There has been a 20 percent spike in the number of people applying to withdraw from their KiwiSaver funds, on the grounds of significant financial hardship.
The data for the three months to July comes from Public Trust which is a scheme supervisor, and has to give the final sign off on withdrawals.
Chief executive Glenys Talivai said the increase in applications are Covid-related because normally they would expect about a 4 percent rise year on year, in line with the number of people joining the scheme.
She said about 80 percent of applications are approved, but they do have to meet a high bar.
"While that might help them now, it does mean that when they retire they would not be in the same position as someone similar to themselves that hadn't needed to access their KiwiSaver.
"So it is quite challenging and it's why there was such a rigourous process put around accessing your KiwiSaver in the first place.
She said there was some confusion from applicants about what constituted significant financial hardship.
"There has been some publicity on this and we have heard from individuals who say 'if I could just [use it] to pay off my debt and I didn't have that outgoing I'd be in a better position, why couldn't I do that?' but while you're able to meet minimum repayments it doesn't necessitate significant financial hardship.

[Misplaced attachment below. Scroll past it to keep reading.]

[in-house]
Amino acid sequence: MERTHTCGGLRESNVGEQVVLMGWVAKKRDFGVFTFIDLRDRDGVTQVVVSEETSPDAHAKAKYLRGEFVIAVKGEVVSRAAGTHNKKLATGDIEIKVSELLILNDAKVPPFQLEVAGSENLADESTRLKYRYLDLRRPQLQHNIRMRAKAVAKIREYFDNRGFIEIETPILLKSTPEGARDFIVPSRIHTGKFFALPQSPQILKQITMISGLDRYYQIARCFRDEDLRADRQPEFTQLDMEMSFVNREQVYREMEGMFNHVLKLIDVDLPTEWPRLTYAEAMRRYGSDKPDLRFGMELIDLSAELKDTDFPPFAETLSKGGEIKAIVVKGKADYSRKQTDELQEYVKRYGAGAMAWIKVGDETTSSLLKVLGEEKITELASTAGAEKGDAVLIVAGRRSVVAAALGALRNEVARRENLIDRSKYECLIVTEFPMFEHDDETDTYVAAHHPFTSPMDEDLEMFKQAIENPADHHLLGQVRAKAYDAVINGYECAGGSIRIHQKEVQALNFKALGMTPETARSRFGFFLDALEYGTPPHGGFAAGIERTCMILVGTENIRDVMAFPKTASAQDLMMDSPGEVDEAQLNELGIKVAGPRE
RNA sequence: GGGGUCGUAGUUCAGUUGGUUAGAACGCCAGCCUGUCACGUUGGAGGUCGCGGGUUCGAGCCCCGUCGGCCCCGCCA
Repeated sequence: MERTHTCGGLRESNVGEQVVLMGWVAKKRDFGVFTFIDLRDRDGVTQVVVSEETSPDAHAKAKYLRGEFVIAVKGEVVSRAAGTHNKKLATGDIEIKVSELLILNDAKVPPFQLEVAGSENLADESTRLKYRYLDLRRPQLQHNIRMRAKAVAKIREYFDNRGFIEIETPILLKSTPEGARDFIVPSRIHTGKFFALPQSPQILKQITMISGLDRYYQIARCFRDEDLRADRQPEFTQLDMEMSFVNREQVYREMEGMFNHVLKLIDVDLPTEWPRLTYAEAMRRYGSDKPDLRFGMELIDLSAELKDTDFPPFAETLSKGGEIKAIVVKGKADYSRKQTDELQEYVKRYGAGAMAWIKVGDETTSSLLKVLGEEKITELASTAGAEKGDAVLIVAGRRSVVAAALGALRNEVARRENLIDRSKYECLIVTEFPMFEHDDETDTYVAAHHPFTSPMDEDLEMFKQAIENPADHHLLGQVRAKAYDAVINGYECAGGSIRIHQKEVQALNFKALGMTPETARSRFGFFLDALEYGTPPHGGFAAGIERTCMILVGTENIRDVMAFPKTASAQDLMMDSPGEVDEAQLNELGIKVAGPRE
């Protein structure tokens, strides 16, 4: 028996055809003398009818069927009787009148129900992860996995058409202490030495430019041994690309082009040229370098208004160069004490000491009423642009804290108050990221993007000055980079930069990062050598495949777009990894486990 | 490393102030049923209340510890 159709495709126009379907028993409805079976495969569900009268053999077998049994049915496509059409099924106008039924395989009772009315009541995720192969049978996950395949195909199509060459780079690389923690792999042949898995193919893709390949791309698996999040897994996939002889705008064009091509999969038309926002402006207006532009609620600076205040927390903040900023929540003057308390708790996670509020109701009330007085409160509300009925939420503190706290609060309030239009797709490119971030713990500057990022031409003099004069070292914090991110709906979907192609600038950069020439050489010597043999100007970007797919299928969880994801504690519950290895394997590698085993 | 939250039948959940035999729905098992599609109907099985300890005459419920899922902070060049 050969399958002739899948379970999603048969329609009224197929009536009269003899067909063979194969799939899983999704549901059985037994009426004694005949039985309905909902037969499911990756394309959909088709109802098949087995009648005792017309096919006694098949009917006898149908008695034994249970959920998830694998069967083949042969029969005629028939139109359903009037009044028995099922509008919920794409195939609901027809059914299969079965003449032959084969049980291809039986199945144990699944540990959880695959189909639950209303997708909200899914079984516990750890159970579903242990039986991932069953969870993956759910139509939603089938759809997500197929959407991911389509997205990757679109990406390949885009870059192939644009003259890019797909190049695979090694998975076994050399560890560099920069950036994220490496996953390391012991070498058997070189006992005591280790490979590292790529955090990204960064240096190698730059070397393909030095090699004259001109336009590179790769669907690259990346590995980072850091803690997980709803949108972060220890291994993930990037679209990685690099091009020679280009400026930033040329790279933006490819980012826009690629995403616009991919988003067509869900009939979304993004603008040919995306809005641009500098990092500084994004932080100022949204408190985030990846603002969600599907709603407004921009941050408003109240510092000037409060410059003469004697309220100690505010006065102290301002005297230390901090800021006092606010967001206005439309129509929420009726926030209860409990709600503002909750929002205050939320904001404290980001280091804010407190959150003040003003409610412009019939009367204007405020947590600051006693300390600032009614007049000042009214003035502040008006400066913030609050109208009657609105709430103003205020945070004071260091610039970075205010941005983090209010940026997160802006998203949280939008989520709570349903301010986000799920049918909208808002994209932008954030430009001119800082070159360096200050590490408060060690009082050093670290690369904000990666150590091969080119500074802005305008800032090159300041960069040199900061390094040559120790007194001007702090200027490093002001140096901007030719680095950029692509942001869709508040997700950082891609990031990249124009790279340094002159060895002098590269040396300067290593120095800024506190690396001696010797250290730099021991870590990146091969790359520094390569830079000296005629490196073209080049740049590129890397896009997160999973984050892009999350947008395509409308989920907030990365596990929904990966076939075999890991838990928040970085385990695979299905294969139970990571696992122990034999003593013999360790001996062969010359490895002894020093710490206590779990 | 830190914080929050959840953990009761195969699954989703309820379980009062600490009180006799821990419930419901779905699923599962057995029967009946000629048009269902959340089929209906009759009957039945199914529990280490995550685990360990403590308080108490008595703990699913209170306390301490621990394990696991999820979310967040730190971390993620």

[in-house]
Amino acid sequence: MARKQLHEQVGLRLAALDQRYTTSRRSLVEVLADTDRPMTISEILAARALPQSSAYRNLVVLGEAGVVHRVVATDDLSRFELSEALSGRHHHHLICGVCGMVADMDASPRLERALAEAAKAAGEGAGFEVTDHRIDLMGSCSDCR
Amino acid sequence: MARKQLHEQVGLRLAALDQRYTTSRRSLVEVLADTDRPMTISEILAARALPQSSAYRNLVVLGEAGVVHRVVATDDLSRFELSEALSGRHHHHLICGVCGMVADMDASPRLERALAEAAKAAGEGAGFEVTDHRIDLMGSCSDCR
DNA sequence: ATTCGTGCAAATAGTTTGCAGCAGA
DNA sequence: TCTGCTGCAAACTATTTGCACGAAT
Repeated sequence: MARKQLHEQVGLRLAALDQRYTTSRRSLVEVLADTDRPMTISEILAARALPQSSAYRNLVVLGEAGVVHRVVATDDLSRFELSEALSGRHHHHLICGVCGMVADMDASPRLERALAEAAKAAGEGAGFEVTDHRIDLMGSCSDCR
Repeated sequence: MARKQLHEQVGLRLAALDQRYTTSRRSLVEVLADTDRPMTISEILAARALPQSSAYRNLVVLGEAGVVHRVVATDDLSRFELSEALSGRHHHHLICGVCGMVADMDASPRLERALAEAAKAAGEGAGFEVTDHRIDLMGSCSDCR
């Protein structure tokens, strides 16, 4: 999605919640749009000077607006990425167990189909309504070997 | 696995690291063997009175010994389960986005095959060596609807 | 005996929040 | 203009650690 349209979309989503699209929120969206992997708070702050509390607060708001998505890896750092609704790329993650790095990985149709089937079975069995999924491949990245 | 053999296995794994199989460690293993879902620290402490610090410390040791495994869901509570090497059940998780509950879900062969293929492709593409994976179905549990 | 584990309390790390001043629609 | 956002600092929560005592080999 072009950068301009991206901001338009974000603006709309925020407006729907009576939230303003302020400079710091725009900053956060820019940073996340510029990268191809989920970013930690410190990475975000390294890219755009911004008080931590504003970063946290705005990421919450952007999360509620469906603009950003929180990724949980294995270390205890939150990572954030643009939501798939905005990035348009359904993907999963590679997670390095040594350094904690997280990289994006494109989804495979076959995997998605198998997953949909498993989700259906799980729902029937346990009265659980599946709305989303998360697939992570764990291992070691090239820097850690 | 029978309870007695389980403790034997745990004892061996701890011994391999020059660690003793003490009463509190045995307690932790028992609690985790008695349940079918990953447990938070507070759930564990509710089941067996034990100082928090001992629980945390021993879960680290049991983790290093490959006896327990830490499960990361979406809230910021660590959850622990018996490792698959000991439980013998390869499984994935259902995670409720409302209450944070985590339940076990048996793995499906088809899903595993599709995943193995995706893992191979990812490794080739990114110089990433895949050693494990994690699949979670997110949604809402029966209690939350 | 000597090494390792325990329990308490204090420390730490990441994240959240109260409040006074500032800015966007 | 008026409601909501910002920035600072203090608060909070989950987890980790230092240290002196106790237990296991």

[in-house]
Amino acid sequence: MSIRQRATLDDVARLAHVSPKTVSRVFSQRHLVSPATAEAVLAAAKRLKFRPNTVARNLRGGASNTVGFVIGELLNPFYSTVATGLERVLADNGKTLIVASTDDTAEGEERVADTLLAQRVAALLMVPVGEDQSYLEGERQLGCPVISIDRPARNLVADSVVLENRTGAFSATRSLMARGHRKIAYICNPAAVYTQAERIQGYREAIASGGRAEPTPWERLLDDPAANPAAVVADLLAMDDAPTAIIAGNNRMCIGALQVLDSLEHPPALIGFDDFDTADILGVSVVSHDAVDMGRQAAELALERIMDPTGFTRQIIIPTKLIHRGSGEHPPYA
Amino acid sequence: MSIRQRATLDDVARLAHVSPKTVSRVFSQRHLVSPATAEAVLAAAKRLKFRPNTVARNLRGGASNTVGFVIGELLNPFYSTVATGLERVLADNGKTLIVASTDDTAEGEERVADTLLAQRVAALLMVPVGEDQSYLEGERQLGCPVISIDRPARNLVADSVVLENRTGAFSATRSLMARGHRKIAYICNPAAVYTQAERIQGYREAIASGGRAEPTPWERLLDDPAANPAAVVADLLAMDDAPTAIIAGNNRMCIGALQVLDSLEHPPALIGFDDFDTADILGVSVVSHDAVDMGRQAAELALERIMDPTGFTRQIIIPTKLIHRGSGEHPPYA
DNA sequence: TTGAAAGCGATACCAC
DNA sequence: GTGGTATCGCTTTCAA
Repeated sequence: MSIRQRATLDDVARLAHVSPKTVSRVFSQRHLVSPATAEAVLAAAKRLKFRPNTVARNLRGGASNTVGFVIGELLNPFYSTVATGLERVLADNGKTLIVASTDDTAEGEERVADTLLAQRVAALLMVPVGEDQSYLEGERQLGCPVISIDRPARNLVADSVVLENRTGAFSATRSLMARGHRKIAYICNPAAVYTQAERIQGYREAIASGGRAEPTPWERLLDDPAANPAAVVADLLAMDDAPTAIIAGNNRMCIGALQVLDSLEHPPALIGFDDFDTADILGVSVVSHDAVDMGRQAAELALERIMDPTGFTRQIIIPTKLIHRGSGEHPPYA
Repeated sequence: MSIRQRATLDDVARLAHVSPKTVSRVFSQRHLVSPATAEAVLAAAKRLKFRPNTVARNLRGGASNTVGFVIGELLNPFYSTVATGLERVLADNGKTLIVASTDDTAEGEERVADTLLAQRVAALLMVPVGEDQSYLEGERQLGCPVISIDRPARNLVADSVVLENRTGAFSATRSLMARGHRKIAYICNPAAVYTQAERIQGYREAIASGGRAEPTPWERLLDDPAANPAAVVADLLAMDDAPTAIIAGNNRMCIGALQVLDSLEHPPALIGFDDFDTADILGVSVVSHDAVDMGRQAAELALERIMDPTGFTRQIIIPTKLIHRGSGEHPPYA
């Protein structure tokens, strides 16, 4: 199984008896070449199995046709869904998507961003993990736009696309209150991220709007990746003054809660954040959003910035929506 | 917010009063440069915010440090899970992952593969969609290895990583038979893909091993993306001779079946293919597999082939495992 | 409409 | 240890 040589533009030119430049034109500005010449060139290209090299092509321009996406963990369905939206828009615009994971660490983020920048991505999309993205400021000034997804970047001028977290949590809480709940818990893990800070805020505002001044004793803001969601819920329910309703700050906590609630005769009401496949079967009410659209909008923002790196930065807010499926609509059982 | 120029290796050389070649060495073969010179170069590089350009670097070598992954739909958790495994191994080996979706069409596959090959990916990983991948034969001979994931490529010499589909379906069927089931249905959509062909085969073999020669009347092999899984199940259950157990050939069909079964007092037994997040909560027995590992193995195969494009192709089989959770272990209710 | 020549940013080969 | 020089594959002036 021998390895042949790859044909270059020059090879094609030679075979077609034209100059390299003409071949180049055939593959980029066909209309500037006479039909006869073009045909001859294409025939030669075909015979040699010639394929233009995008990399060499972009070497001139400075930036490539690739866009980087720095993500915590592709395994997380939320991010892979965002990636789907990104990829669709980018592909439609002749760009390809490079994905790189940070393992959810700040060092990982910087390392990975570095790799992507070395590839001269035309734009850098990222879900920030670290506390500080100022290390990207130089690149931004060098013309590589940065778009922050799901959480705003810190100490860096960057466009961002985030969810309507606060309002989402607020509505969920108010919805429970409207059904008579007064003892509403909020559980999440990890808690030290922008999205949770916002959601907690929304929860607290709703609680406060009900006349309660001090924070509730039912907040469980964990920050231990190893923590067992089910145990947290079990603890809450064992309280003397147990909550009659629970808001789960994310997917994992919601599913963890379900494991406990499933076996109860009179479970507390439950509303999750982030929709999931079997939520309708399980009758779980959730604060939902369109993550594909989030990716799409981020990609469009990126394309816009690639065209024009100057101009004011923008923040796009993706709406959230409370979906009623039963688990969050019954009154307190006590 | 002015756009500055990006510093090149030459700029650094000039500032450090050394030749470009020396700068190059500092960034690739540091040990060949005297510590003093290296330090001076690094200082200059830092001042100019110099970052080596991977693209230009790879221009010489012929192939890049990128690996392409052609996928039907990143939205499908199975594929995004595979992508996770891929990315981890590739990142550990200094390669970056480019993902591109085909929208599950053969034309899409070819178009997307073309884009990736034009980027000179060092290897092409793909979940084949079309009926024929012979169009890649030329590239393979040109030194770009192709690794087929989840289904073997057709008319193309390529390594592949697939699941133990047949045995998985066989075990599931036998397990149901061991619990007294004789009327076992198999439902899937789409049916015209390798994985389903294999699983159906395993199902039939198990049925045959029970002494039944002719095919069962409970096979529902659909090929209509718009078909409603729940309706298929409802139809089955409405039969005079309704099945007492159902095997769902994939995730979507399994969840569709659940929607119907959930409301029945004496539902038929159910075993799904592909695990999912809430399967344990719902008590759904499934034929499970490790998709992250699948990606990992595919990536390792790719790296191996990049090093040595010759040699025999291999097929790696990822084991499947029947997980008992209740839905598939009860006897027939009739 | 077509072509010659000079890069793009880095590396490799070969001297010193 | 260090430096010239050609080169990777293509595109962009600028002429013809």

"We do get that people would be better off ... but it wasn't what KiwiSaver was set up for."
Talivai said Public Trust was preparing for an even greater increase later in the year.
"There are genuine cases where people need that money ... we pledge to have an answer within 48 hours of receiving an application."
She said the applications received by Public Trust had already been through the scheme provider, so were likely to be quality, hence the high approval rate.
She urged people to seek financial advice, regardless of their current financial position.
"Unfortunately, when people are needing to start thinking about accessing their KiwiSaver funds ... usually they are already in quite a tough position and so they have limited options."
"We would encourage you to get advice, start thinking about what would happen if I lost my job ... how would I navigate that."
Data from Inland Revenue shows the number of approved KiwiSaver withdrawals for July was up 20 percent on July 2019.
In July, $15 million was withdrawn attributable to financial hardship, up from $9.7m in July 2019.